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Bodily Health, Contaminants, and the Environment: Recognizing the Dangers of Industrial Pollution in Deindustrializing Sydney, Nova Scotia

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Bodily Health, Contaminants, and the Environment: Recognizing the Dangers of Industrial Pollution in Deindustrializing Sydney, Nova Scotia

Archibald, Kristoffer (2016) Bodily Health, Contaminants, and the Environment: Recognizing the Dangers of Industrial Pollution in Deindustrializing Sydney, Nova Scotia. PhD thesis, Concordia University.

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Abstract

Abstract

Throughout the twentieth century, the city of Sydney, Nova Scotia was home to a steel industry that polluted the air and contaminated the waterway of Muggah Creek, known in local parlance as the Tar Ponds. This dissertation examines public discourse surrounding the subject of industrial pollution in the deindustrializing city of Sydney, focusing between 1950 and 2014. It explores how diverse community interests—including those of steelworkers, local environmentalists, residents whose properties bordered the contaminated site, and members of the local business community—interpreted and responded to the pollution. The dissertation asks why industrial pollution became the object of heightened environmental and health anxieties in the late twentieth century, arguing that the corporeal impact of the pollution, within the context of the deindustrializing city, inspired an activist citizenry. For much of the twentieth century, Sydney’s industrial pollution was equated with the local steel industry and the affiliated economic stability that came with unionized work at the mill. This perspective was challenged in the 1980s when unemployed mill workers sought compensation for a host of cancers and respiratory diseases that they attributed to having worked in a polluted environment. At the same time, environmental studies revealed Muggah Creek’s troubling pollution levels. Issues of deindustrialization, environmental contamination, and health concerns intersected and sparked contentious local environmental debates. These reached their apex in the late 1990s, when a group of residents from Sydney’s Frederick Street campaigned to be relocated on the basis that contaminants in the surrounding landscape had made them ill. The dissertation examines how the various interest groups cited their environmental and bodily observations as evidence of the problems associated with exposure to industrial contaminants, expressed concern for the well-being of the local youth, argued for social justice, and noted the past’s shadow on the city’s future. “Bodily Health, Contaminants, and the Environment” concludes by examining the 2004-2014 remediation project that reconfigured the Tar Ponds into Open Hearth Park, isolated the contaminants through the use of stabilization and solidification, and sought, with mixed success, to recalibrate the public’s image of the landscape.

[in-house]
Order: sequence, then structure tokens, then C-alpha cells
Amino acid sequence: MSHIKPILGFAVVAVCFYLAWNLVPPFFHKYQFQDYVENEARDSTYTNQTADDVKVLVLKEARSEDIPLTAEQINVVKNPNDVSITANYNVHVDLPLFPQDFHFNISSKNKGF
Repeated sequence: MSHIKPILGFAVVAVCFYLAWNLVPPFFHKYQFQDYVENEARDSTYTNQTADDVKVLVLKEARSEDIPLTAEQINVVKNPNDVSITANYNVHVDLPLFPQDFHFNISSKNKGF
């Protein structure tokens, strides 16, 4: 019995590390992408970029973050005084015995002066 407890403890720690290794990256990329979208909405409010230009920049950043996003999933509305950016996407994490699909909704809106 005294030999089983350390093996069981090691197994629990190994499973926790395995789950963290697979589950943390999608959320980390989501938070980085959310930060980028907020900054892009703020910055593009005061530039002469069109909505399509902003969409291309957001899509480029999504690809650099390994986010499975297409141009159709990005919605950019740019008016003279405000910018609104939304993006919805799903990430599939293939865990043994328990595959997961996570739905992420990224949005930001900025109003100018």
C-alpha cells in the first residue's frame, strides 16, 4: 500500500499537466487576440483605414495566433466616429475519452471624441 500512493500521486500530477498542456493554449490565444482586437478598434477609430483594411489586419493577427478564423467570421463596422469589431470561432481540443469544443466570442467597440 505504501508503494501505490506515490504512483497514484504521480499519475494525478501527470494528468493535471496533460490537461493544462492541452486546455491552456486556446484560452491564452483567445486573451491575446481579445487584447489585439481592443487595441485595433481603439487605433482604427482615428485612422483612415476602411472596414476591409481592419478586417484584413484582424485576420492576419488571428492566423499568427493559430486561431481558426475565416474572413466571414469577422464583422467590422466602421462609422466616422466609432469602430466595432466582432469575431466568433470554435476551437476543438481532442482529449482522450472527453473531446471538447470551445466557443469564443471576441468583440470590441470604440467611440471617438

Divisions:Concordia University > Faculty of Arts and Science > History
Concordia University > Research Units > Centre for Oral History and Digital Storytelling
Item Type:Thesis (PhD)
Authors:Archibald, Kristoffer
Institution:Concordia University
Degree Name:Ph. D.
Program:History
Date:August 2016
Thesis Supervisor(s):Zilberstein, Anya
Keywords:Sydney, Nova Scotia; Sydney Tar Ponds; Muggah Creek; Sydney Steel (Sysco); industrial pollution; environmental contaminants; coke ovens; cancer; environmental activism; environmental remediation; Open Hearth Park; environmental history; ecological body
ID Code:981779
Deposited By: KRISTOFFER ARCHIBALD
Deposited On:09 Nov 2016 15:45
Last Modified:18 Jan 2018 17:53
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